Drug dealer's Mac-10 machine gun was one of arsenal of converted weapons
Details of a deadly Mac-10 submachine gun which was used to murder a music producer can now be revealed after the conviction of the drug dealer who hid it under his kitchen cupboards.
David Swaby, 27, was jailed for seven years last Friday for possession of the gun that killed Richard Holmes, 21, four years ago in a row over “disrespectful” rap lyrics.
The gun was one of 90 blank-firing replica weapons converted by gunsmith Grant Wilkinson in his garden shed in Berkshire.
Watch police test fire the Mac 10
Wilkinson’s Mac-10s are linked to more than 50 shootings and were used in nine London murders, including the shooting in 2007 of Michael Dosunmu, 15 Favoured by drug gangs for its devastating firepower, the military-style weapons became known among inner-city gangs as the “spray and pray” gun.
One of them was fired in Bradford during the robbery in which PC Sharon Beshenivsky was killed in 2005.
Wilkinson, 34, was convicted at Reading Crown Court in August last year of nine firearm offences and faces a minimum of 11 years in jail.
Using the name Grant Wilson, Wilkinson bought 90 blank-firing replica guns in July 2004, which he told the registered dealer in Northolt, Middlesex, were props for a James Bond film.
Inside his workshop police found computer-operated lathes, workbenches, firearms and weapon components in one building and what appeared to be a test-firing range in another.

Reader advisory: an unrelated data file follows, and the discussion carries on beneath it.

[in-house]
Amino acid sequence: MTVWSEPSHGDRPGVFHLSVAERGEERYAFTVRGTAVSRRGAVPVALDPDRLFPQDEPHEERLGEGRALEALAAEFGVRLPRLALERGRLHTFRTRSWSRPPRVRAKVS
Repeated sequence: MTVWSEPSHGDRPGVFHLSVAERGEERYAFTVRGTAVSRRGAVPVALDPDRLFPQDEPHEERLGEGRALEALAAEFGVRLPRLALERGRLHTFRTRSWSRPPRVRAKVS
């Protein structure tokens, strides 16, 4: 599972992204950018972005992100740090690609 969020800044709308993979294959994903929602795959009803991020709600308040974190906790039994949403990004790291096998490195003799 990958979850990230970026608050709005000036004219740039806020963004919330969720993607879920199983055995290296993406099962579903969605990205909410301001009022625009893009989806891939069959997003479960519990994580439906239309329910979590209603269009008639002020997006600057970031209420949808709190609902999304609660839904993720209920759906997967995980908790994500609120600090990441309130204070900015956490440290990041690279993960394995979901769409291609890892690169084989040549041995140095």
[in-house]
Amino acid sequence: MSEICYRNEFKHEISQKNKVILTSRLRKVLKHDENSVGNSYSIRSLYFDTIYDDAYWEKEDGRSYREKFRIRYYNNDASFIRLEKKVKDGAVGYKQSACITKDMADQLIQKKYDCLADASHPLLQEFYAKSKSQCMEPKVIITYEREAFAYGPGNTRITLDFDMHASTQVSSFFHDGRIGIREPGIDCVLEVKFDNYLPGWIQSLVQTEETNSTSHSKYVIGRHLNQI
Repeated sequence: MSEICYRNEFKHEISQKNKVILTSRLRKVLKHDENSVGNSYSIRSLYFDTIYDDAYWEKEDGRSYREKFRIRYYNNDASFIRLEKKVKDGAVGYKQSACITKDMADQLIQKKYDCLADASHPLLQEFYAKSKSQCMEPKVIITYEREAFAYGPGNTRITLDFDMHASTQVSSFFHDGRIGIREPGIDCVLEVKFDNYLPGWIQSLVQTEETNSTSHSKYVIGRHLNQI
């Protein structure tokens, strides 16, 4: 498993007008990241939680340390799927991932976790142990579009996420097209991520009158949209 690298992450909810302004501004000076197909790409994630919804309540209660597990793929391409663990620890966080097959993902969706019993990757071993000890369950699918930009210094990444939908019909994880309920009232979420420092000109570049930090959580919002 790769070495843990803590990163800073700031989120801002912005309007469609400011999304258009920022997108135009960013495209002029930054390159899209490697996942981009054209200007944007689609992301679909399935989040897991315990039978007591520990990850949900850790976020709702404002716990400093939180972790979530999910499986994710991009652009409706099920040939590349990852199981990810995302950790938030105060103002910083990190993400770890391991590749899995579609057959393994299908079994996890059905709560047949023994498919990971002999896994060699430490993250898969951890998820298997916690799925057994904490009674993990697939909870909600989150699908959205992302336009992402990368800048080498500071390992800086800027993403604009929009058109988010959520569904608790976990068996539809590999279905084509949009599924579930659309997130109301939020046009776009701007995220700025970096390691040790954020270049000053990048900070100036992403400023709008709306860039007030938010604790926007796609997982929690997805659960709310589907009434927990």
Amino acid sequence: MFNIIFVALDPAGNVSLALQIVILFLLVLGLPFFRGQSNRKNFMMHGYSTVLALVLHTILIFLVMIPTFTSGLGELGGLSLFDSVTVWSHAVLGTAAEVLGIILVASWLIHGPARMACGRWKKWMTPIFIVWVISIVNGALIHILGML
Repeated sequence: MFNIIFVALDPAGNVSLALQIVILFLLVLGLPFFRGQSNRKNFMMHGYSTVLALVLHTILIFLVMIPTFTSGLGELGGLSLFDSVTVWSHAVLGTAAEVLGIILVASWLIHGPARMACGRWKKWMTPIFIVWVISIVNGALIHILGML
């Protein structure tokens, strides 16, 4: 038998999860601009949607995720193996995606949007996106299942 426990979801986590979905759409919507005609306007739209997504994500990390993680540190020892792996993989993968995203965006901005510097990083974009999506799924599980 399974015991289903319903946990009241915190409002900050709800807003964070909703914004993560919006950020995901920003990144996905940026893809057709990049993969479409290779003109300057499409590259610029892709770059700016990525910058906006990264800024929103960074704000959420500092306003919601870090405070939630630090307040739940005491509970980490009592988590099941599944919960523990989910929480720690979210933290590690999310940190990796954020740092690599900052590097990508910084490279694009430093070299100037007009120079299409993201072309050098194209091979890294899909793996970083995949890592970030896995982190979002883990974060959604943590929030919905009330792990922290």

Wilkinson lived a lavish lifestyle with the profits, driving a Porsche and entertaining his girlfriend in five-star hotels.
Police are still searching for 39 of Wilkinson's Mac-10s and has offered a £10,000 reward for information leading to their recovery.
The gun in Swaby’s possession was found after an observant police community support officer noticed him acting suspiciously near a Mini Cooper car parked in New Road, Mitcham.
Police searched the car, which turned out to be stolen, and discovered 163 grams of pure class A drug MDMA – the pure form of rave drug ecstasy.
Officers then stopped Swaby as he drove a Peugeot 207 in Beddington Corner, Sutton, on June 2 last year, and found £15,000 cash with him.
At the time Swaby had been on the run for two and a half years after being convicted of other drug charges.
During a subsequent search of his flat in Mitcham, officers found several shotgun cartridges and rounds of 9mm ammunition lying on the kitchen worktop.
The Mac-10 loaded with 10 rounds of 9mm ammunition in the magazine was hidden behind a plinth under kitchen cupboards.
At Croydon Crown Court on Friday, Swaby, who pleaded guilty, was handed seven years for possessing a prohibited weapon, three years for possessing ammunition without certificate and 18 months for possessing criminal property.
He was also given six months for driving while disqualified, 12 months for possessing a prohibited weapon and two years for possessing class A drug with intent to supply with all charges to run concurrently.
A police spokesman said Swaby gave Sutton police the false name Vincent Burrows and then swapped to Marcus Burrows.
But fingerprint checks revealed his real identity and that he was wanted by Kingston Crown Court for sentencing on charge of possession with intent to supply class A and C drugs.
Investigations showed he had used the name Marcus Burrows to evade capture from police and even managed to obtain a genuine driving licence with his photo.
The spokesman said Swaby was not connected to any specific gang.
It is not known whether Swaby has used the gun in any other incident.